Literacy means more than reading and writing. One of the most important literacies for our children is emotional literacy. Being able to name, understand, express and regulate emotions is increasingly tied to greater resilience in children and later success as adults.
In a previous post (Foundations to Fly) I talked about a program that teaches parents and schools about the importance of emotional literacy. Emotional literacy (also referred to as emotional competence or emotional intelligence) involves three main pieces: emotional expression, emotional knowledge, and emotional regulation.
In order to express and regulate emotions in a way that puts us and our children in the best position for success, we need to first be able to recognize them and accurately name them. In order to express emotions, our kids must first be able to separate feelings from thoughts. When something happens, we almost simultaneously have a thought about that event and then in a split second, we feel something about that event. Children have great difficulty separating the thought from the feeling…in fact, many adults struggle with this as well!! Helping our kids separate thoughts from feelings gives them the opportunity to understand that while feelings can seem out of their control, we CAN help them learn how to control their thinking process.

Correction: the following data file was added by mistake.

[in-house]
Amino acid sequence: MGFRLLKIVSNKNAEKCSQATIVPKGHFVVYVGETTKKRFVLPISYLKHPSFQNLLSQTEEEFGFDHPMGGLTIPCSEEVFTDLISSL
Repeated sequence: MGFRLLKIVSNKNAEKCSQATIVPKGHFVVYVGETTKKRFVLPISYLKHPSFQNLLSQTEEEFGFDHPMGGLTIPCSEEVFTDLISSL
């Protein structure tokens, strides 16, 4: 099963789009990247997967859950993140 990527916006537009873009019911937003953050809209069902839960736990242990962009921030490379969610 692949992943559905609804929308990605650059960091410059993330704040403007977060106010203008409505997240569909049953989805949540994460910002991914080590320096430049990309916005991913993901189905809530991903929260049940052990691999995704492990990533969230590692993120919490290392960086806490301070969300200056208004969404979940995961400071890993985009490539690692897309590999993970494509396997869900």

We all have triggers. Once we recognize what they are, we are more aware of them and can manage our reactions to them with less difficulty. As we teach our kids and practice (and practice and practice and practice) with them, they not only improve their ability to recognize feelings and the thoughts that might be causing them, they also learn to mange those thought to help manage their emotions.
For an “easy as PIE” approach to helping kids handle their emotions, click here.
Moving is stressful and causes more emotions than we can often handle. No parent should move without a written game plan to help your children deal with the difficulties they face when moving.
For more information about the Moving Families Initative, please visit www.movingfamiliesinitiative.com.